PISA 2018 Financial Literacy – Italian students are still below OECD average

PISA 2018 Financial  Literacy – Italian students are still below OECD average

Marta Cannistrà 

Last week, results from the last assessment of PISA have been presented by INVALSI, the Italian organization responsible for the data gathering and publication of OECD. Again, Italian 15 years-old are lagging behind the developed countries, ranking below the OECD average, with 476 points against the 505. Slight improvement are registered compared to previous years, but it is still not enough to compete internationally.

PISA assessment intends to measure the knowledge and ability level about financial education of youngsters, useful to take the step from school to university or work. Questions refer to life situations and involve financial decisions. In fact, financial literacy is intended by PISA as “the knowledge and comprehension of financial risks and concepts, together with competences, motivation and the trust to apply such knowledge to take effective decisions in a series of financial contexts, improve financial wellbeing of individuals and societies and to allow the participation to the economic life.”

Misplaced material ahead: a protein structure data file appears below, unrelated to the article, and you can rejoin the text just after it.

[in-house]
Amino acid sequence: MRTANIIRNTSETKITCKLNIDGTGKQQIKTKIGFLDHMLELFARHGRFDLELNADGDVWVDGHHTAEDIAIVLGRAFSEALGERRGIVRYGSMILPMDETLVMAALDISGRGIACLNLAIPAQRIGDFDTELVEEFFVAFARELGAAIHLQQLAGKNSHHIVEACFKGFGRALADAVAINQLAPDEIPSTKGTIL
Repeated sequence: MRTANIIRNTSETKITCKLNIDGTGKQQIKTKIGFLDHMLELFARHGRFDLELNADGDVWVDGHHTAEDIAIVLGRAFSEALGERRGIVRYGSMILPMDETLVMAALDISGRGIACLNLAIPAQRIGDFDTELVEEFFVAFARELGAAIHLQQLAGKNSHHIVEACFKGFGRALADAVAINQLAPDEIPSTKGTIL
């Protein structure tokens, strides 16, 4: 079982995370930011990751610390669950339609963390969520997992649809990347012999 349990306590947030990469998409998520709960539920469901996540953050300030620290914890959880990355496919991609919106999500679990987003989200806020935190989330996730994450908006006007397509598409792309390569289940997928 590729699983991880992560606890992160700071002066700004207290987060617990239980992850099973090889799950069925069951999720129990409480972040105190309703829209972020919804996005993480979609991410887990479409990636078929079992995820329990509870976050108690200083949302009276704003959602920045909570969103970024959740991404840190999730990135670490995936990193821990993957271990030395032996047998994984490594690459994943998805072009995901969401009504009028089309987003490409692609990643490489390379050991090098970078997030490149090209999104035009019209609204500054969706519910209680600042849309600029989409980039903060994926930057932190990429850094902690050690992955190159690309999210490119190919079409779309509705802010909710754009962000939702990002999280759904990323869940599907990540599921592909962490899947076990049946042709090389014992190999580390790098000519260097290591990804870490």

The Italian results in financial literacy are still worrying, even if look at the differences within the country; performance changes from North to South, among high school tracks and between males and females. This confirms, once again, the heterogeneity which shapes Italian population.

Looking at the level of competences, on average the 85% of OECD students reach the minimum level of financial knowledge (second level), while the Italian average is 79%. These bad results are underlined in the mirror of the top performers: the Italian ones are less than the half of the OECD average. Again, if looking at the differences in term of levels, important gaps are evident from a regional and schools’ tracks standpoints.

The last relevant observation needs to be devoted to the gender gap in Italy: if the majority of countries does not encounter important differences, in Italy male students obtain, on average, 15 points more than their female counterpart does. Anyway, with same results in maths and reading, the gender gap almost halved.

This is just a short overview of the results coming out about financial literacy, but the report and the data are now available at OECD website.

These results confirm, once more, that our work is still important and there is space to improve our proposals about financial education for youngster. So… keep on working!